This newsletter’s volunteer spotlight shines on Linda Lee from Sandy Hook, Manitoba. Linda has a long record of service to Kerries. In addition to being the Treasurer of the Kerry Blue Terrier Club of Canada since 2009, Linda has been the Vice President of the Red River Terrier Club of Manitoba and was a Rescue Coordinator for the KBT Foundation from 2007 to 2015. She was the Rescue Coordinator for Manitoba, Saskatchewan, Nunavut and, at one time, for the entire US Midwest, but more recently “just” for North Dakota, South Dakota and Minnesota as well as some Canadian territories. She served on the KBTF Board for a period of time (2009- 2010). Linda has been involved in a significant way in the rescue and adoption of at least 25 Kerries and also assisted with the Health Survey and (with Linda Grisley and Judi Young) on a major revision of the Rescue Policy Manual in 2012.
Although Linda and her family live in Canada, she and her husband, Larry Bremner, spend part of the winter at their condo in Cave Creek, Arizona. By profession, Linda is a social researcher and program evaluator and is both a partner and Vice- President of Proactive Information Services Inc.
Linda and her husband have owned Kerries since 1995 when they became “Kerry converts,” having previously owned a Wire Fox Terrier and a Lakeland Terrier. This transition to Kerries happened after the family Lakeland died suddenly and they got a Kerry from Marilyn and Bob Brotherton (Aisling Kennel). The rst Kerry was named Casey and the second (in 1996) was Breeze, who lived to be 17 years old (there is a memorial to Breeze in the 2013 section of the “In Memory” page on the KBT web site). Currently, Annie and Kevin are the Kerries in Linda’s life.
Linda and the family spent time going to conformation trials with their rst Kerry and have shown both Annie and Kevin. Kevin is currently one of Canada’s top Kerry Blues. Linda showed him for both his Canadian and American championships – his America Championship obtained in 2 weekends with 4 majors. They are currently working on Kevin’s American Grand Championship. Husband Larry is the Manager of Team KBT. Linda says they both enjoy showing the Kerries and have met many wonderful people through this activity.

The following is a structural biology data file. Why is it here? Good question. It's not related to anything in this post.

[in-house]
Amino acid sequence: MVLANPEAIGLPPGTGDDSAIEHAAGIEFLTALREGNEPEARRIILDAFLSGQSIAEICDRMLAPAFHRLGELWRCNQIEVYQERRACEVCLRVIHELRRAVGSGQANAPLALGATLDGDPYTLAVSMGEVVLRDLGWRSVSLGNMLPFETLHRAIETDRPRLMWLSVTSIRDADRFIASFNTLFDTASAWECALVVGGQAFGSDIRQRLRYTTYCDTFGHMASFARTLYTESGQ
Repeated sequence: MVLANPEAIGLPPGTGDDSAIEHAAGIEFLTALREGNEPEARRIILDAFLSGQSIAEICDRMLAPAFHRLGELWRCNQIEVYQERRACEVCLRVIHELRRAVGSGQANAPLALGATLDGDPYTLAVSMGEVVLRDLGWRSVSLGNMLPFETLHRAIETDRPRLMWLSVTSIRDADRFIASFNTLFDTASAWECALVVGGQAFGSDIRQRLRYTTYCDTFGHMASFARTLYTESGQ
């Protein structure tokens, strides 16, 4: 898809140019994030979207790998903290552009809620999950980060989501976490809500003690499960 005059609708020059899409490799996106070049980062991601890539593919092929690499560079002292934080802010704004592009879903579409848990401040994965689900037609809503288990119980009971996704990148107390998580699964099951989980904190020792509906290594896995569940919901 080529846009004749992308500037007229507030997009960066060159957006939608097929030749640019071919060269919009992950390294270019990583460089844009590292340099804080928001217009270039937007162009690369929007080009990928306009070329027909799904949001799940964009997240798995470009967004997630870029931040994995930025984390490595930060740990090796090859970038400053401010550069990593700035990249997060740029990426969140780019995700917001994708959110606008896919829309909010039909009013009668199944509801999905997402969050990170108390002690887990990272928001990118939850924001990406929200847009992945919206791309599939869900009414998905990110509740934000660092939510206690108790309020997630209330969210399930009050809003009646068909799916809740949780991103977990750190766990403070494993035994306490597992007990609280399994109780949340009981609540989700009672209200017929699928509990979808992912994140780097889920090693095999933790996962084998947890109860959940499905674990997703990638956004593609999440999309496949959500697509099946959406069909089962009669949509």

While Kerry Annie has retired from the show ring, she still makes the occasional appearance in Canada. Linda writes that Annie is the epitome of the versatile Kerry: she was #1 KBT in Canada in 2011, has a several agility titles and is well on her way to more, and she has a CKC herding title (she loves to herd sheep!). Annie and Linda have also attended a Barn Hunt clinic and hope to participate in some Barn Hunt trials this year. (For more on Linda’s show career, see “Re ections of an Owner Handler” in this newsletter’s Summer 2014 issue.) Linda says that the best thing about being a Kerry person is being involved in rescue. Rescue, she writes, is a team effort and can be a very rewarding (although often emotional) experience.
The happy endings, she says, are the best part – seeing Kerries in their forever homes! Linda still gets emails and photos from a number of the families who have adopted a rescue Kerry.
Rescue can even be funny sometimes. As she tells the story:
The very first rescue dog that came up for me to place arrived at the same time I had to y to Ontario for my aunt’s funeral. So my husband had to pick the dog up at the airport. When asked to put a value on Reily (so we could pay the Canadian Goods and Services Tax on him), Larry thought of our Kerries. So he said what he thought was a “low” estimate -- $1,000. Oops! He should have said $50. So he ended up paying $70 in tax rather than $3.50!
Then Reily came out of the crate. His face looked so much like our male Kerry who had died of cancer three months earlier that it was a pretty emotional moment for my husband. Fortunately, some friends stepped up to foster Reily, so Larry didn’t have to take him home and deal with him along with our two Kerry girls (one of whom was a puppy) while I was away. Needless to say, you need a great support network - and an understanding partner - when you’re a Rescue Coordinator!
It is no surprise that Linda feels that being a Kerry owner and KBT volunteer is definitely a good experience. There are many ways to contribute – become a Rescue Coordinator (you can just volunteer for one or two territories), offer to foster (our foster families are true gold!), help in transporting a rescue dog, put your name forward as someone who could check out a dog found in a shelter, and/or donate to the KBT Foundation.
For all her hard work and for her undiminished enthusiasm, our Cheers Salute to Linda Lee, one of the Foundation’s most dedicated volunteers!